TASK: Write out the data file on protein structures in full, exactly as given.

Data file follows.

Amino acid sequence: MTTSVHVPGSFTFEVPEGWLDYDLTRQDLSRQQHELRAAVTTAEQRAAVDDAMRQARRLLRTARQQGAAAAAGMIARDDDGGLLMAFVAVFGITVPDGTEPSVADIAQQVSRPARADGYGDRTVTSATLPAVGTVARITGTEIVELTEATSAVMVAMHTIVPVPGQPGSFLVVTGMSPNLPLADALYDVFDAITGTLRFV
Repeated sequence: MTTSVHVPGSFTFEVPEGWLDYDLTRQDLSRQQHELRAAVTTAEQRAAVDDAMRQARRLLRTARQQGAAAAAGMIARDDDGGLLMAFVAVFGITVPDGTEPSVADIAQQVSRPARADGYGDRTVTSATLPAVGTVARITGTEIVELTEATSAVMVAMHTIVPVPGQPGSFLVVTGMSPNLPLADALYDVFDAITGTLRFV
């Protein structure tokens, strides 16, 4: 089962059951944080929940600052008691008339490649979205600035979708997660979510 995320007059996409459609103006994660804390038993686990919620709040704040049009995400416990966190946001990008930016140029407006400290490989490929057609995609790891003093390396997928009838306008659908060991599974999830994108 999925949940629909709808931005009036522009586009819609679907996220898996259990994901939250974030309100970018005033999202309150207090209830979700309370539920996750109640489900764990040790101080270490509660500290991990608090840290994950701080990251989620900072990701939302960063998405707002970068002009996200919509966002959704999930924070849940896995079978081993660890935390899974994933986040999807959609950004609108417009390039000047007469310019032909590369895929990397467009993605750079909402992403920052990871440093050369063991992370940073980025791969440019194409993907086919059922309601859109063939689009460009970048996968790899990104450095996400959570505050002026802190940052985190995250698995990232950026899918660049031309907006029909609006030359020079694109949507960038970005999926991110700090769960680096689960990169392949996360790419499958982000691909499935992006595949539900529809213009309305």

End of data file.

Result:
Amino acid sequence: MTTSVHVPGSFTFEVPEGWLDYDLTRQDLSRQQHELRAAVTTAEQRAAVDDAMRQARRLLRTARQQGAAAAAGMIARDDDGGLLMAFVAVFGITVPDGTEPSVADIAQQVSRPARADGYGDRTVTSATLPAVGTVARITGTEIVELTEATSAVMVAMHTIVPVPGQPGSFLVVTGMSPNLPLADALYDVFDAITGTLRFV
Repeated sequence: MTTSVHVPGSFTFEVPEGWLDYDLTRQDLSRQQHELRAAVTTAEQRAAVDDAMRQARRLLRTARQQGAAAAAGMIARDDDGGLLMAFVAVFGITVPDGTEPSVADIAQQVSRPARADGYGDRTVTSATLPAVGTVARITGTEIVELTEATSAVMVAMHTIVPVPGQPGSFLVVTGMSPNLPLADALYDVFDAITGTLRFV
């Protein structure tokens, strides 16, 4: 089962059951944080929940600052008691008339490649979205600035979708997660979510 995320007059996409459609103006994660804390038993686990919620709040704040049009995400416990966190946001990008930016140029407006400290490989490929057609995609790891003093390396997928009838306008659908060991599974999830994108 999925949940629909709808931005009036522009586009819609679907996220898996259990994901939250974030309100970018005033999202309150207090209830979700309370539920996750109640489900764990040790101080270490509660500290991990608090840290994950701080990251989620900072990701939302960063998405707002970068002009996200919509966002959704999930924070849940896995079978081993660890935390899974994933986040999807959609950004609108417009390039000047007469310019032909590369895929990397467009993605750079909402992403920052990871440093050369063991992370940073980025791969440019194409993907086919059922309601859109063939689009460009970048996968790899990104450095996400959570505050002026802190940052985190995250698995990232950026899918660049031309907006029909609006030359020079694109949507960038970005999926991110700090769960680096689960990169392949996360790419499958982000691909499935992006595949539900529809213009309305």